Mortellaro is an issue that many cattle farmers have to deal with; it is a stubborn hoof disease that can occur on all cattle farms.

Also known as digital dermatitis or Italian footrot, once it arrives onto your farm it is often hard to control and almost impossible to eliminate.

It usually presents as a lesion on the claw skin of the hoof, located between where both the claws merge.

Image: AHDB

The disease will appear as a red (strawberry-like) lesion that is very painful and will often have a bad smell.


Mortellaro disease is caused by a mixture of bacteria, including:

  • Bacteroides nodosus;
  • Treponemes;
  • Fusobacteria necrophorum;
  • Anaerobic bacteria.

The environment in which the cows live also plays a major role. You should ensure the cubicle-shed floor and passageways are regularly scraped to remove manure.

The disease is more commonly seen in housed herds with poor hygiene and wet conditions.

If the disease comes onto the farm it can be easily spread through bacteria in the manure.

There are several factors that aid in the transmission of the disease between cows, i.e., buying in cows from a herd that may have an issue with mortellaro.

Cows that suffered from metabolic disorders (negative energy) and irregular hoof trimming can have a higher risk of mortellaro disease.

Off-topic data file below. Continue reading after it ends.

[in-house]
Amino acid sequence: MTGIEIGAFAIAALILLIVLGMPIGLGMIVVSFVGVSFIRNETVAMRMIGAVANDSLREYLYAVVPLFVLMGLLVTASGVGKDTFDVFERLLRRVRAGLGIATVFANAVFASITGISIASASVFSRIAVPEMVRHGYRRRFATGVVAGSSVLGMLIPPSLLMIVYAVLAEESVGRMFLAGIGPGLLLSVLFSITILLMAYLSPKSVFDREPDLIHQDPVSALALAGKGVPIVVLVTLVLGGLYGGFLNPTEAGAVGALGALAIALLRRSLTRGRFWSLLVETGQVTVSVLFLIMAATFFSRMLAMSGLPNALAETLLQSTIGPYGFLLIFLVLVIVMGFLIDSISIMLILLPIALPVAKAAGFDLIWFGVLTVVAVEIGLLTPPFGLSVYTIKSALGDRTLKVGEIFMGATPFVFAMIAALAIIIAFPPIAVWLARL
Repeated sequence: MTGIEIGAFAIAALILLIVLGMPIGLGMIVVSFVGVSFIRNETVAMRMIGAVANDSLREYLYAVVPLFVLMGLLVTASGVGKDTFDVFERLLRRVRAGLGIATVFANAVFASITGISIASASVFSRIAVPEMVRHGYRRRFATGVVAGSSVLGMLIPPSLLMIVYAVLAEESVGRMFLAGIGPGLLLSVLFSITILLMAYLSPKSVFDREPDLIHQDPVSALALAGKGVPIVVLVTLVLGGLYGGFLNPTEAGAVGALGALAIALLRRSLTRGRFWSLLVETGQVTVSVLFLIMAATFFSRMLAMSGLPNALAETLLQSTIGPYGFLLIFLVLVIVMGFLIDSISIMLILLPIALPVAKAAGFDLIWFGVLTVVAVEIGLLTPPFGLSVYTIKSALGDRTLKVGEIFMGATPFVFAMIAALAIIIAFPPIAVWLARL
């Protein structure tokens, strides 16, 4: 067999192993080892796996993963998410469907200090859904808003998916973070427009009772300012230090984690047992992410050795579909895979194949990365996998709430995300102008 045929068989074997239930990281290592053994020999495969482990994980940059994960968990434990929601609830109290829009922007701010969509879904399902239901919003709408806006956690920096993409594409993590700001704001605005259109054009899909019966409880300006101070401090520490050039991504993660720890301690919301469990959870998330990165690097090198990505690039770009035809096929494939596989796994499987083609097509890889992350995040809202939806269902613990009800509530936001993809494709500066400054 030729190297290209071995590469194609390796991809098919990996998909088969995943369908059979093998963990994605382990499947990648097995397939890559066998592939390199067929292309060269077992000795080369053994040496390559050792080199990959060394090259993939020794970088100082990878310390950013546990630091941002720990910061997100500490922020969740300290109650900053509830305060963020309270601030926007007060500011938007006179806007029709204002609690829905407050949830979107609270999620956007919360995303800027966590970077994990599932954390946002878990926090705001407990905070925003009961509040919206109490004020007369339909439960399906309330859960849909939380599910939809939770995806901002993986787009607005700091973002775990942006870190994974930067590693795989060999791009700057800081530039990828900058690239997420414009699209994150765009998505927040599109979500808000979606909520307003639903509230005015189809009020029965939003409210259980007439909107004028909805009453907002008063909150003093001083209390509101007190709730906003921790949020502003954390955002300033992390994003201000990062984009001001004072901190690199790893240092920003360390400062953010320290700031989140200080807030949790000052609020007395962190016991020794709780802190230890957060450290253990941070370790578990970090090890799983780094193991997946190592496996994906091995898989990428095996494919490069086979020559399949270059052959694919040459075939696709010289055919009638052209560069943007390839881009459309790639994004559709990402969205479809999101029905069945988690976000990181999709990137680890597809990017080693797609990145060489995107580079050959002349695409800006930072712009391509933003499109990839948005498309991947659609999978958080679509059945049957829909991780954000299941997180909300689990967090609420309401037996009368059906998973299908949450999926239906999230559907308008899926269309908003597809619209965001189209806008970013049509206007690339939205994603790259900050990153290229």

Regular foot bathing, with a copper sulphate product is the most effective way of treating and controlling mortellaro within herds.

When foot bathing, you should try remove manure or dried bedding material and dry out the lesion before foot bathing cows, in order to maximise the effectiveness of the product.

The use of salicylic acid can also be effective at controlling mortellaro. Salicylic acid has a low pH, which makes it a bactericide.

Salicylic acid comes in a powder and can be placed directly on the lesion, using a bandage to keep it in place for a number of days.


The most common way for it to enter into herds is through purchased-in animals, so before animals are brought into a farm, determining the health status of that herd is advised.

Organise an inspection with your vet and/or hoof-pairer to examine your cows’ feet for the disease. This could be completed after drying off.

The disease is more prevalent in cows when they are housed, so foot bathing during this period is recommended on farms where mortellaro is an issue.

You should ensure you apply the correct amount of solution to the footbath, in line with manufacturer recommendations.

If a large number of cows are entering the footbath, you should consider emptying and refilling the bath to ensure each cow gets sufficient contact with the solution.

It is also important that cows, during the housing period, are not overcrowded, and that the cubicle shed has at least one cubicle/cow.

Locomotion or mobility scoring should also be used to detect cows with mobility issues.

Most importantly, passageways should be kept clean and the contact between cows and manure should be minimised.